Skip to comments.Maasai Tribe s-Ultimate Gift 15 Cows Were Offered to Help Heal Sept. 11 Suffering
Posted on 06/03/2002 2:55:42 PM PDT by gubamyster
By David Mwangi
E N O O S A E N, Kenya, June 3 Arrayed in red robes and bead jewelry, impoverished Kenyan Maasai tribespeople gave a U.S. official their most precious possession cattle to show sympathy for the bereaved of Sept. 11.
"To the people of America, we give these cows to help you," read banners held by some among hundreds of Maasai villagers who watched their elders present 15 cattle to a U.S. diplomat Sunday in this huddle of thatch-roofed mud huts near the Tanzanian border. The ceremonial transfer of the cattle to acting U.S. ambassador William Brencick was arranged by Enoosaen-born Kimeli Naiyomah, a Kenyan student in the United States who was on a visit to New York on the day of the attacks.
Like other Massai, the inhabitants of the isolated village, which has no electricity, telephones or paved roads, rely totally on their cattle for their diet of blood, meat and milk.
"This is the ultimate gift a Maasai can give," Naiyomah told Reuters.
He said his tribespeople had been moved to hear his account of the day more than 3,000 people were killed in attacks by hijackers of four passenger airplanes in New York, Pennsylvania and the Pentagon outside Washington.
U.S. officials blamed the attacks on the Muslim extremist al Qaeda group of Saudi-born dissident Osama bin Laden.
One of Kenya's smallest and most culturally traditional tribes, the pastoralist Maasai normally consider that any work other than herding cattle is beneath a man's dignity and a man must be able to fight off predators like lions and leopards.
But the inhabitants of this Rift Valley settlement banded together five years ago to send Naiyomah to the United States to go to the University of Oregon. Now a medical student at Stanford University, he has gained other sponsors.
Warrior in Kenya
"I am used to responding to emergencies as a warrior back home [in Kenya]," Naiyomah said. "When there is a tragedy and there is a warcry, people expect that a warrior responds. Being in New York, I could not respond and I felt a little uneasy having done nothing, so I carried this pain in my heart and I wanted to do something.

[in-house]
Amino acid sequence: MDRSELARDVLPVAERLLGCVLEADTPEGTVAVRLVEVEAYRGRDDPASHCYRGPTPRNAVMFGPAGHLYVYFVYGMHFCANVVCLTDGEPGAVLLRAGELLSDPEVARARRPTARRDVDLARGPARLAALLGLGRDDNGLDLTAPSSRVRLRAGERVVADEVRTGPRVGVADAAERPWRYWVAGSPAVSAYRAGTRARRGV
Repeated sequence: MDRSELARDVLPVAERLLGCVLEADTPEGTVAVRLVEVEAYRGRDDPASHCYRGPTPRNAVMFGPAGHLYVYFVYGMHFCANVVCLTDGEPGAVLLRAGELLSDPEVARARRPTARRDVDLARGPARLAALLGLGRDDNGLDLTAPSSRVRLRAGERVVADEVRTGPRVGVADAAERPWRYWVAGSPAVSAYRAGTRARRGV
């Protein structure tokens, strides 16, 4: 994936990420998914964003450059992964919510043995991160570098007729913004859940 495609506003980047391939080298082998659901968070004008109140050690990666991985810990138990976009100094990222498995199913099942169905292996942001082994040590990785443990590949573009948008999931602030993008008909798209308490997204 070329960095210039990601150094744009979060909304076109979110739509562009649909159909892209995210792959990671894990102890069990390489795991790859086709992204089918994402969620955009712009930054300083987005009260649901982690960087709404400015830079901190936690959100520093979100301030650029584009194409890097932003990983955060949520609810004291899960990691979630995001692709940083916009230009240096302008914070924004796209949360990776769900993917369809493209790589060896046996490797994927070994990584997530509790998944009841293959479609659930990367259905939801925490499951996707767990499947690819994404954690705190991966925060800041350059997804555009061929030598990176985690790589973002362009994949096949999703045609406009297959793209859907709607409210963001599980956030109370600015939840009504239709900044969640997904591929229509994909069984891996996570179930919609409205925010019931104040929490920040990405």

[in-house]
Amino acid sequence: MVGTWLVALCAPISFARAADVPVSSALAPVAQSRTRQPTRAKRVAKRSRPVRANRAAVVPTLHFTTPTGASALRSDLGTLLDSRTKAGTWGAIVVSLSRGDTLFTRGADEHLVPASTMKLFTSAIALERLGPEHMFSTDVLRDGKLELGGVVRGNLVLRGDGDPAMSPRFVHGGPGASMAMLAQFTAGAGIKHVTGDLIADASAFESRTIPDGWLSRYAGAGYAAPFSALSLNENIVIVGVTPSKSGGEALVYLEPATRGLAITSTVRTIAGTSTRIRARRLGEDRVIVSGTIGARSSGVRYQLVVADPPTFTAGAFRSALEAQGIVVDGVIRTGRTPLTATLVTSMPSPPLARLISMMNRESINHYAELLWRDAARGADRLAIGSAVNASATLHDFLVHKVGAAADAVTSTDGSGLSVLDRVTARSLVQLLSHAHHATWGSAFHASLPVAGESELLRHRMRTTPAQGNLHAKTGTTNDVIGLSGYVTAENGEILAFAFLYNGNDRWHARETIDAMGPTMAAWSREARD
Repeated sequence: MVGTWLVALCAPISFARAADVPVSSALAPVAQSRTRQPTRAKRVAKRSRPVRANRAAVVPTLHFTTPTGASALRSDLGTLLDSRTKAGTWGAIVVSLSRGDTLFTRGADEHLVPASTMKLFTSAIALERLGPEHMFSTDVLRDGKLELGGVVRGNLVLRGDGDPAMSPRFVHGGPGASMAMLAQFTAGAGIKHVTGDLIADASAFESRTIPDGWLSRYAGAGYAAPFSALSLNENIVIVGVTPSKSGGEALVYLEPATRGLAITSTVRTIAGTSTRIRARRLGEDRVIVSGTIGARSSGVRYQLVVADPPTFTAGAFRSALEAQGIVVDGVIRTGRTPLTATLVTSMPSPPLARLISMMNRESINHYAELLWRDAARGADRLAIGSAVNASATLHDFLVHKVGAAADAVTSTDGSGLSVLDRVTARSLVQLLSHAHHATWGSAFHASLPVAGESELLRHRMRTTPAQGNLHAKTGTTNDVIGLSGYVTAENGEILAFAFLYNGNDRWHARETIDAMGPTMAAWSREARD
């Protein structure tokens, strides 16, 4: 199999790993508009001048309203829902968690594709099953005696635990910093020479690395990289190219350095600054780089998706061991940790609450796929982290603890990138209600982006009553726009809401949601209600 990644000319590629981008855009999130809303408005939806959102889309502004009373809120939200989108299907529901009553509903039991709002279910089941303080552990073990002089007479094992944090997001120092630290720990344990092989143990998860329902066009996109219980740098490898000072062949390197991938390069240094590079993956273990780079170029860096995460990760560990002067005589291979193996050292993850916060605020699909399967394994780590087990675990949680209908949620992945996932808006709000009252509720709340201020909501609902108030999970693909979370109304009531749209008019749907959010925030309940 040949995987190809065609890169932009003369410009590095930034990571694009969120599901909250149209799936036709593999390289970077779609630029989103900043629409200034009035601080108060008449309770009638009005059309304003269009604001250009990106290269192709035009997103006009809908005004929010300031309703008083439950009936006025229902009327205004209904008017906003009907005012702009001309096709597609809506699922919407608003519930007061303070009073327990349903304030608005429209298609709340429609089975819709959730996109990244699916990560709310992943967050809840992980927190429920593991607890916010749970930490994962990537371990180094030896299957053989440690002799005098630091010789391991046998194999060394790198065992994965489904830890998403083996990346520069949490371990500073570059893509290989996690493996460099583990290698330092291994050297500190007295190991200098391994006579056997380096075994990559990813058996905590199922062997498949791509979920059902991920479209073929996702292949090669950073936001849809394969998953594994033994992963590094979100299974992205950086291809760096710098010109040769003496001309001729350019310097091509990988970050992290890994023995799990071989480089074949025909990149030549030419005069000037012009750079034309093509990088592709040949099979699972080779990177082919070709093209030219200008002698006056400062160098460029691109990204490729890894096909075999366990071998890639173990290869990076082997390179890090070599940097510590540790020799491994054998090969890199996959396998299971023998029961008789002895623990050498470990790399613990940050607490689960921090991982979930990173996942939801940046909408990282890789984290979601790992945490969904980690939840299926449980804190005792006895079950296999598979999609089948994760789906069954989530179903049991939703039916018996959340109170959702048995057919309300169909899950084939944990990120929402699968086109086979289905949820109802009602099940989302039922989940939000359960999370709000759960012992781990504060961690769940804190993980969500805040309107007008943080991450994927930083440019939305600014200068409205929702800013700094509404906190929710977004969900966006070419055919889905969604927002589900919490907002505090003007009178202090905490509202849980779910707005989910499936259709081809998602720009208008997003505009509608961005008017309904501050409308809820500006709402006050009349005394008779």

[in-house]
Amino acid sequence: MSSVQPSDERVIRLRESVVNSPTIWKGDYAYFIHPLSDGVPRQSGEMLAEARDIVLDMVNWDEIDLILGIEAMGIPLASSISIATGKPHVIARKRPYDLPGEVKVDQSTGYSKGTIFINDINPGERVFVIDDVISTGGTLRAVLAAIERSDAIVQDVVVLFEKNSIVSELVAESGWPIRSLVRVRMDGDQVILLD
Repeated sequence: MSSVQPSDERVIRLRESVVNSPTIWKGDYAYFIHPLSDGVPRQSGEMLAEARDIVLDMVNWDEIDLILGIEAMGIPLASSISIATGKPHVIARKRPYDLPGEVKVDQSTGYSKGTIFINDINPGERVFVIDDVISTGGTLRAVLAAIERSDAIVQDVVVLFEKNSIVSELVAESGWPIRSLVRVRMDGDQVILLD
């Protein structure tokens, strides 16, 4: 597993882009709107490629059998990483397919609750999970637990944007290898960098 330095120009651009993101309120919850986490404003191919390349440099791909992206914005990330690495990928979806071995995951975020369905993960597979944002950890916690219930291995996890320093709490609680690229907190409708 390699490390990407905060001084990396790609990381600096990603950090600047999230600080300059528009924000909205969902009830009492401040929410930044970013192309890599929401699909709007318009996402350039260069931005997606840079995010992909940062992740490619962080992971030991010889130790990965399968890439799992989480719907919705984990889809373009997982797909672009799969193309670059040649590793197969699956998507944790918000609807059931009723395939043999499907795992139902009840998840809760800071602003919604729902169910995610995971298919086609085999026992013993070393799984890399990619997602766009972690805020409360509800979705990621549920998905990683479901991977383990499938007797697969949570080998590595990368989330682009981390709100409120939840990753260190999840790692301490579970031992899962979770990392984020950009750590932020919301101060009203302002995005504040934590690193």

"I felt that I wasn't just a foreign student. I was part of the people. It felt like home had been attacked."
"I knew my people, I knew they are merciful they can be fierce and deadly when provoked but they are also the type of people who can easily cry for the pain of other people," he said.
Brencick said the embassy would find it difficult to ship the cattle to the United States and had decided to sell the animals to raise funds to buy beadwork made in the village for display at a Sept. 11 memorial in New York.
"The world has not been divided by this tragedy," Brencick said in a speech, recalling that Kenyans had suffered the bulk of the fatalities in the 1998 bombing of the U.S. embassy in Nairobi.
"Kenyans too have suffered this kind of terror and loss; the same people who committed these crimes were the same group that killed and wounded thousands of Kenyans in the [Kenya] bombing."
Cows Equal Cash
Members of al Qaeda were convicted in the United States of the August 1998 bombings of U.S. embassies in Kenya and Tanzania that killed 224 people, including 12 Americans.
Brencick added: "In the United States, many cows are raised and highly valued. But I know that for the Maasai people the cow is valued above all possessions and that the gift of a cow is the highest expression of regard and sympathy."